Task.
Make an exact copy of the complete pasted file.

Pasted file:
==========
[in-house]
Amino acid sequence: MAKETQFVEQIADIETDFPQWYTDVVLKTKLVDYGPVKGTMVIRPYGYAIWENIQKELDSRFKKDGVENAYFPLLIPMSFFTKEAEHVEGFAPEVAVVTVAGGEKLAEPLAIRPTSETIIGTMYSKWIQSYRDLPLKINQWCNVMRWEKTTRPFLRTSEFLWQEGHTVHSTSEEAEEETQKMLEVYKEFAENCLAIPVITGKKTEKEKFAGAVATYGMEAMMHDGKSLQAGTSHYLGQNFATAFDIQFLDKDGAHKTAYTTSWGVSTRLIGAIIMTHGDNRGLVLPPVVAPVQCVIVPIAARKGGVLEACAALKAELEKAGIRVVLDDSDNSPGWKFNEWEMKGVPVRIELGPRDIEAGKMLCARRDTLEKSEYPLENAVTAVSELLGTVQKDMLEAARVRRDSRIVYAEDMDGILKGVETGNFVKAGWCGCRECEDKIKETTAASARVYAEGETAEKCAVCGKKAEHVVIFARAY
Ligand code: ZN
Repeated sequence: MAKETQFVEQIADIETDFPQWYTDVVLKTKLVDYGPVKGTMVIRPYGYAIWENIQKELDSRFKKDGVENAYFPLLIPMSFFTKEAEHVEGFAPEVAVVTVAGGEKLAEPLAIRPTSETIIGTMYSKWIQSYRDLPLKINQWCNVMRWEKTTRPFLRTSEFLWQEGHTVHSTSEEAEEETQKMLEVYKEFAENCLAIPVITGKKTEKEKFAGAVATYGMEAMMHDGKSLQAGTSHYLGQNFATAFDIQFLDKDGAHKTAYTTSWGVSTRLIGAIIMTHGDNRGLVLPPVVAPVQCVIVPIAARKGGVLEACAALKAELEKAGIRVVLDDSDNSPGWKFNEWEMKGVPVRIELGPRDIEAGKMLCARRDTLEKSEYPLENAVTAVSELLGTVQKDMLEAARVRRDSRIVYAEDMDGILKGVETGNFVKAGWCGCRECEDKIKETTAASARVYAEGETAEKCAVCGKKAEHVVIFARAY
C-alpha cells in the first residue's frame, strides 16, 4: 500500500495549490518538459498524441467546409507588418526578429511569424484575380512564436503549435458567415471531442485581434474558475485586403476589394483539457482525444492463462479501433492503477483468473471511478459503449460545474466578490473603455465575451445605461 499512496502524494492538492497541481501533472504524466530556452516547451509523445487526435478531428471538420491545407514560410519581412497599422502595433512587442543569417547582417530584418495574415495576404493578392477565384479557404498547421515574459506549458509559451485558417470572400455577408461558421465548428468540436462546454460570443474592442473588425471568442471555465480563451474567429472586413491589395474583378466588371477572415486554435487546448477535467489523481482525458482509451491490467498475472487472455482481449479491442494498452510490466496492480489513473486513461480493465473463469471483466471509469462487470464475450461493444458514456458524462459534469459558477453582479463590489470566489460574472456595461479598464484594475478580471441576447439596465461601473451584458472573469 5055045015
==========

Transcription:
[in-house]
Amino acid sequence: MAKETQFVEQIADIETDFPQWYTDVVLKTKLVDYGPVKGTMVIRPYGYAIWENIQKELDSRFKKDGVENAYFPLLIPMSFFTKEAEHVEGFAPEVAVVTVAGGEKLAEPLAIRPTSETIIGTMYSKWIQSYRDLPLKINQWCNVMRWEKTTRPFLRTSEFLWQEGHTVHSTSEEAEEETQKMLEVYKEFAENCLAIPVITGKKTEKEKFAGAVATYGMEAMMHDGKSLQAGTSHYLGQNFATAFDIQFLDKDGAHKTAYTTSWGVSTRLIGAIIMTHGDNRGLVLPPVVAPVQCVIVPIAARKGGVLEACAALKAELEKAGIRVVLDDSDNSPGWKFNEWEMKGVPVRIELGPRDIEAGKMLCARRDTLEKSEYPLENAVTAVSELLGTVQKDMLEAARVRRDSRIVYAEDMDGILKGVETGNFVKAGWCGCRECEDKIKETTAASARVYAEGETAEKCAVCGKKAEHVVIFARAY
Ligand code: ZN
Repeated sequence: MAKETQFVEQIADIETDFPQWYTDVVLKTKLVDYGPVKGTMVIRPYGYAIWENIQKELDSRFKKDGVENAYFPLLIPMSFFTKEAEHVEGFAPEVAVVTVAGGEKLAEPLAIRPTSETIIGTMYSKWIQSYRDLPLKINQWCNVMRWEKTTRPFLRTSEFLWQEGHTVHSTSEEAEEETQKMLEVYKEFAENCLAIPVITGKKTEKEKFAGAVATYGMEAMMHDGKSLQAGTSHYLGQNFATAFDIQFLDKDGAHKTAYTTSWGVSTRLIGAIIMTHGDNRGLVLPPVVAPVQCVIVPIAARKGGVLEACAALKAELEKAGIRVVLDDSDNSPGWKFNEWEMKGVPVRIELGPRDIEAGKMLCARRDTLEKSEYPLENAVTAVSELLGTVQKDMLEAARVRRDSRIVYAEDMDGILKGVETGNFVKAGWCGCRECEDKIKETTAASARVYAEGETAEKCAVCGKKAEHVVIFARAY
C-alpha cells in the first residue's frame, strides 16, 4: 500500500495549490518538459498524441467546409507588418526578429511569424484575380512564436503549435458567415471531442485581434474558475485586403476589394483539457482525444492463462479501433492503477483468473471511478459503449460545474466578490473603455465575451445605461 499512496502524494492538492497541481501533472504524466530556452516547451509523445487526435478531428471538420491545407514560410519581412497599422502595433512587442543569417547582417530584418495574415495576404493578392477565384479557404498547421515574459506549458509559451485558417470572400455577408461558421465548428468540436462546454460570443474592442473588425471568442471555465480563451474567429472586413491589395474583378466588371477572415486554435487546448477535467489523481482525458482509451491490467498475472487472455482481449479491442494498452510490466496492480489513473486513461480493465473463469471483466471509469462487470464475450461493444458514456458524462459534469459558477453582479463590489470566489460574472456595461479598464484594475478580471441576447439596465461601473451584458472573469 5055045015